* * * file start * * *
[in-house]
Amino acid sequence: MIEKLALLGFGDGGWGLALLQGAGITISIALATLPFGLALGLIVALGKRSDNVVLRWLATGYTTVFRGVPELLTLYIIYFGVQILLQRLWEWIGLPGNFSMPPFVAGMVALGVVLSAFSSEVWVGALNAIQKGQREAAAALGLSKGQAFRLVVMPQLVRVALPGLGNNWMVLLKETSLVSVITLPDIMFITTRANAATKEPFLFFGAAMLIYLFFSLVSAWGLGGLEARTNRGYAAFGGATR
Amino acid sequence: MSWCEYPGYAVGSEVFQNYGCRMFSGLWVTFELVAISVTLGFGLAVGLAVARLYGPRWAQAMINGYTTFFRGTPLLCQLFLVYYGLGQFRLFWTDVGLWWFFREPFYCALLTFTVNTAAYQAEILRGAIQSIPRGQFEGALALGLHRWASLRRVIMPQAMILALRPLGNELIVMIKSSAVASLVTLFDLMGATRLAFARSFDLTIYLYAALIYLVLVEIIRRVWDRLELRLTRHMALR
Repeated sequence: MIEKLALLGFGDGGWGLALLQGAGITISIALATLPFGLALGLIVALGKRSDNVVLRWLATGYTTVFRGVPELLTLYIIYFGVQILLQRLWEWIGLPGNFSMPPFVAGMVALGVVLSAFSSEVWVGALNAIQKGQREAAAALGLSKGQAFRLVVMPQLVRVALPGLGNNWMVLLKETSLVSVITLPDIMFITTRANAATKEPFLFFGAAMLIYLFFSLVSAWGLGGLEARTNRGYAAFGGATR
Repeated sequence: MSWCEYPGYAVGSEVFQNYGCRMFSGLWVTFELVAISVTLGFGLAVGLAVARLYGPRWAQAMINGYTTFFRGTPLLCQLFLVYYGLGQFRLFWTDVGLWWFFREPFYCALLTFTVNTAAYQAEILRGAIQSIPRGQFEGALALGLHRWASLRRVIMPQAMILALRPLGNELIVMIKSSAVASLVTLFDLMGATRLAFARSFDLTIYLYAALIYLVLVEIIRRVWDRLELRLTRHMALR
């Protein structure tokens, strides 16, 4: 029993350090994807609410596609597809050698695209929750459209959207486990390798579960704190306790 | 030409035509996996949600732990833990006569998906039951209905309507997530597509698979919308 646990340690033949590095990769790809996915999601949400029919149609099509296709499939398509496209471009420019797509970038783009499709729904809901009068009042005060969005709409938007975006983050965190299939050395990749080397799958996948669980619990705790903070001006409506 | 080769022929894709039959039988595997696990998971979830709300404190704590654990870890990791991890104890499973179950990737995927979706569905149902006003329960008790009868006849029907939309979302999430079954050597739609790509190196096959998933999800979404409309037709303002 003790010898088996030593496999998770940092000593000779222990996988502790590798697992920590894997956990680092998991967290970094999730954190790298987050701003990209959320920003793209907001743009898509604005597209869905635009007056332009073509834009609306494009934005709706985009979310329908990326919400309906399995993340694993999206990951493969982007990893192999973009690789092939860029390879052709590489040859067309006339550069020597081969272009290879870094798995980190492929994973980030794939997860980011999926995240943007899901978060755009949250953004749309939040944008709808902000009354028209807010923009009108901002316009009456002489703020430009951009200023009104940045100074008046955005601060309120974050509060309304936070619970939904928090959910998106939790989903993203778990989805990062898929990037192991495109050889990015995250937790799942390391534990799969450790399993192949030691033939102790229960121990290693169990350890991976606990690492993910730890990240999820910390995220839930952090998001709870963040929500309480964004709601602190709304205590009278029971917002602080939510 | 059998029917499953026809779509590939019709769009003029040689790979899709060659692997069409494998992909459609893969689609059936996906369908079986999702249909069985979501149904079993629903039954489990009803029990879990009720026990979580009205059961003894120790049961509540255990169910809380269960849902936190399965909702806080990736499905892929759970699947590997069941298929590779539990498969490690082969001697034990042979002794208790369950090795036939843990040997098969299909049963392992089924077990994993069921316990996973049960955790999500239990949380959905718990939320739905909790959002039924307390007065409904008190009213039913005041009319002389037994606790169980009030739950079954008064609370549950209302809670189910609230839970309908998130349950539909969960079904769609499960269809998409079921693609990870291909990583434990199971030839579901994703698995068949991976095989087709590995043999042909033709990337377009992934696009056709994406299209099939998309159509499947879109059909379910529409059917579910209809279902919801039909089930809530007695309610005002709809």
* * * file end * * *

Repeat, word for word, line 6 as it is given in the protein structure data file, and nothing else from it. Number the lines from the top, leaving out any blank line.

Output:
């Protein structure tokens, strides 16, 4: 029993350090994807609410596609597809050698695209929750459209959207486990390798579960704190306790 | 030409035509996996949600732990833990006569998906039951209905309507997530597509698979919308 646990340690033949590095990769790809996915999601949400029919149609099509296709499939398509496209471009420019797509970038783009499709729904809901009068009042005060969005709409938007975006983050965190299939050395990749080397799958996948669980619990705790903070001006409506 | 080769022929894709039959039988595997696990998971979830709300404190704590654990870890990791991890104890499973179950990737995927979706569905149902006003329960008790009868006849029907939309979302999430079954050597739609790509190196096959998933999800979404409309037709303002 003790010898088996030593496999998770940092000593000779222990996988502790590798697992920590894997956990680092998991967290970094999730954190790298987050701003990209959320920003793209907001743009898509604005597209869905635009007056332009073509834009609306494009934005709706985009979310329908990326919400309906399995993340694993999206990951493969982007990893192999973009690789092939860029390879052709590489040859067309006339550069020597081969272009290879870094798995980190492929994973980030794939997860980011999926995240943007899901978060755009949250953004749309939040944008709808902000009354028209807010923009009108901002316009009456002489703020430009951009200023009104940045100074008046955005601060309120974050509060309304936070619970939904928090959910998106939790989903993203778990989805990062898929990037192991495109050889990015995250937790799942390391534990799969450790399993192949030691033939102790229960121990290693169990350890991976606990690492993910730890990240999820910390995220839930952090998001709870963040929500309480964004709601602190709304205590009278029971917002602080939510 | 059998029917499953026809779509590939019709769009003029040689790979899709060659692997069409494998992909459609893969689609059936996906369908079986999702249909069985979501149904079993629903039954489990009803029990879990009720026990979580009205059961003894120790049961509540255990169910809380269960849902936190399965909702806080990736499905892929759970699947590997069941298929590779539990498969490690082969001697034990042979002794208790369950090795036939843990040997098969299909049963392992089924077990994993069921316990996973049960955790999500239990949380959905718990939320739905909790959002039924307390007065409904008190009213039913005041009319002389037994606790169980009030739950079954008064609370549950209302809670189910609230839970309908998130349950539909969960079904769609499960269809998409079921693609990870291909990583434990199971030839579901994703698995068949991976095989087709590995043999042909033709990337377009992934696009056709994406299209099939998309159509499947879109059909379910529409059917579910209809279902919801039909089930809530007695309610005002709809």